In the present experiment, Rings 1 to 12 are made of aluminum and Rings 13 to 28 are made of plexiglas. For the aluminum rings, the thickness of each ring model is 7 mm, and for the plexiglas rings the thickness of each ring model is 10 mm. The difference in thickness of these ring models should not have a significant effect on the vortex shedding phenomenon since in the present flow vortex shedding is associated with flow separation due to the sharp edges of the ring.

Experimental Facility

A water tunnel facility was used for the purpose of flow visualization on surveying the wake characteristics of all the ring models employed. The diameter of the test section, Dp, is 150 mm. In the test section, the bulk velocity measured, denoted as Uo, can reach 60 cm/s. Nevertheless, most of the flow visualization experiments performed in the present experiment were conducted at Uo =2 to 3 cm/s, at which high quality photographs of flow motion could be obtained using a 35 mm camera. The corresponding Reynolds numbers based on W and Uo fall in the range of 102 to 103. Flow visualization experiments were carried out with a laser-sheet/fluorescent-dye technique and a conventional dye-injection method. Please refer to Miau et al.(refer to J. J. Miau, E. G. Chiu, and J. H. Chou, "Laser-Sheet Flow Visualization on the Wake Behind a Confined Ring", Accepted by Fluid Dynamics Research) for details of the experimental methods.

All the quantitative results present for the present experiment are obtained in an open-type vertical wind tunnel. The diameter of the test section is identical to that of the water tunnel which is 150 mm. Thus, the test section which includes a 450 mm long circular pipe and the ring-type bluff model, as shown in FIG. 4 and FIG. 5, can be easily switched from one facility to the other. The maximum operating velocity measured in the test section of the wind tunnel is 17 m/s, at which the turbulence fluctuation level measured in the core region of the pipe flow is about 0.5 to 0.6% of Uo.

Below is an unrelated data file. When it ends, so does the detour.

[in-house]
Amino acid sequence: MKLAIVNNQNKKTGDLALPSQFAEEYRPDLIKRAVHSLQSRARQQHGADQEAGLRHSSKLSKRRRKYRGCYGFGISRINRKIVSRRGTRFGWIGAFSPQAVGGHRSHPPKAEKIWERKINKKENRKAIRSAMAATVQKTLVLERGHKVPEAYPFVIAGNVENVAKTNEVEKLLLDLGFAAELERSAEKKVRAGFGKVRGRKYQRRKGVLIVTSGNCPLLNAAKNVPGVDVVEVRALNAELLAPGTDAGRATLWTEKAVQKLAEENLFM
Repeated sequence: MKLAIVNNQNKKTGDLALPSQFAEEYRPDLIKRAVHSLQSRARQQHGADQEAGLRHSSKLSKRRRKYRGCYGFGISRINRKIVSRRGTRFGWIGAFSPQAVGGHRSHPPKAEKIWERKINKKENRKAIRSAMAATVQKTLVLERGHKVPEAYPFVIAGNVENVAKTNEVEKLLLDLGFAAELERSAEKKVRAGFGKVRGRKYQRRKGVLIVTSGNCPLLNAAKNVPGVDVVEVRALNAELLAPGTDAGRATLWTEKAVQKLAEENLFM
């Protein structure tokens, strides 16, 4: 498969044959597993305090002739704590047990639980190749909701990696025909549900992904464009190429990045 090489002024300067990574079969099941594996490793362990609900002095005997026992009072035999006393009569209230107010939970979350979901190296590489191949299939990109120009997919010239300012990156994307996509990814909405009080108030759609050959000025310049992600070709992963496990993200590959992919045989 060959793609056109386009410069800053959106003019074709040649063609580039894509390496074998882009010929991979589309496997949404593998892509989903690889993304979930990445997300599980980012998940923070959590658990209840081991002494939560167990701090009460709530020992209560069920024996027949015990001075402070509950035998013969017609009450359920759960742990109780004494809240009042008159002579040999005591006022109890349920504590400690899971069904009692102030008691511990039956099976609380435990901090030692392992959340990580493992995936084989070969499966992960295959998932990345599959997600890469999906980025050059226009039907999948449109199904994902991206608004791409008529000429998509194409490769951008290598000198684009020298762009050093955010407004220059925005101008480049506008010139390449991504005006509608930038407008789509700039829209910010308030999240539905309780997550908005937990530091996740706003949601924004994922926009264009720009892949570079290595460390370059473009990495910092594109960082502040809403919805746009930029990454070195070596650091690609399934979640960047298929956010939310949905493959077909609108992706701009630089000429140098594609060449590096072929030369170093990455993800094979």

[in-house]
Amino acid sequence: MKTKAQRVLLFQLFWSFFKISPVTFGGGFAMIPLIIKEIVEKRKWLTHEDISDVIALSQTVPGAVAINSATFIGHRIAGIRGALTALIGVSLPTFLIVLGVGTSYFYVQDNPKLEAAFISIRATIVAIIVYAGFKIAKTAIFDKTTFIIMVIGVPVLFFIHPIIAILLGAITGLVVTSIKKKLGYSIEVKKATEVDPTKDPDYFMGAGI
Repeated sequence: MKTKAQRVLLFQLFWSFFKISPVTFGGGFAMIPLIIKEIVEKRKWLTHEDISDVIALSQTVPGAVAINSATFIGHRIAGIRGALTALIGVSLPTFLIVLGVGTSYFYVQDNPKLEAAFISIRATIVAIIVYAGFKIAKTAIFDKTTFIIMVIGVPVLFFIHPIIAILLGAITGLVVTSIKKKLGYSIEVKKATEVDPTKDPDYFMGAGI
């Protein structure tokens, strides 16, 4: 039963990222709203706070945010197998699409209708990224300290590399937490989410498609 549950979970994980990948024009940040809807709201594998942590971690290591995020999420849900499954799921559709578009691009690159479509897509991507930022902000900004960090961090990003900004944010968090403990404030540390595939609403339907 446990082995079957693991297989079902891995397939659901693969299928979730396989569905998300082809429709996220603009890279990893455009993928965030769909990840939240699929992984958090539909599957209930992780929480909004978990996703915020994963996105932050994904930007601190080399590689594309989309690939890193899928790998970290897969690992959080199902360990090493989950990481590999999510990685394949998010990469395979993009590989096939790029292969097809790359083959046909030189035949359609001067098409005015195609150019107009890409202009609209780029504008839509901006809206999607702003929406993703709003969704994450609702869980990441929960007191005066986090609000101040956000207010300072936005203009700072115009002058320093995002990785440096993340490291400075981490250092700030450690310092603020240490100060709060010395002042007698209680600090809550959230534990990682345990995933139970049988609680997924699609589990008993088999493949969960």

As shown in FIG. 4 and FIG. 5, the ring model is held by three stainless steel wires 51 of 0.2 mm in diameter each. Pressure taps 52 are drilled on the wall of the test section for pressure measurements by either a pressure transducer or a microphone.

The time-mean pressure distribution on the wall is obtained by a diaphragm-type pressure transducer, Validyne DP-103, and the instantaneous pressure fluctuations are measured by a condensed microphone. The microphone was calibrated with an acoustic calibrator beforehand. This calibrator can generate pressure fluctuations at a fixed amplitude, for which frequency varies from 1 to 2×103 Hz. A set of output voltages of the condensed microphone corresponding to different frequencies of the input pressure fluctuations at a fixed amplitude are shown in FIG. 6. It is seen that the output voltage maintains a constant level in the frequency range of 10 to 200 Hz. By Coincident, the vortex shedding frequencies corresponding to the ring models employed in the wind tunnel experiments fall in the same range where the microphone has a flat response.

Hot-wire anemometers, DANTEC 55M01, were employed to measure the velocity fluctuations in the wake behind the ring. The measured signals were utilized for spectral analysis to obtain the vortex shedding frequencies.

The Regime of Periodic Vortex Shedding Interested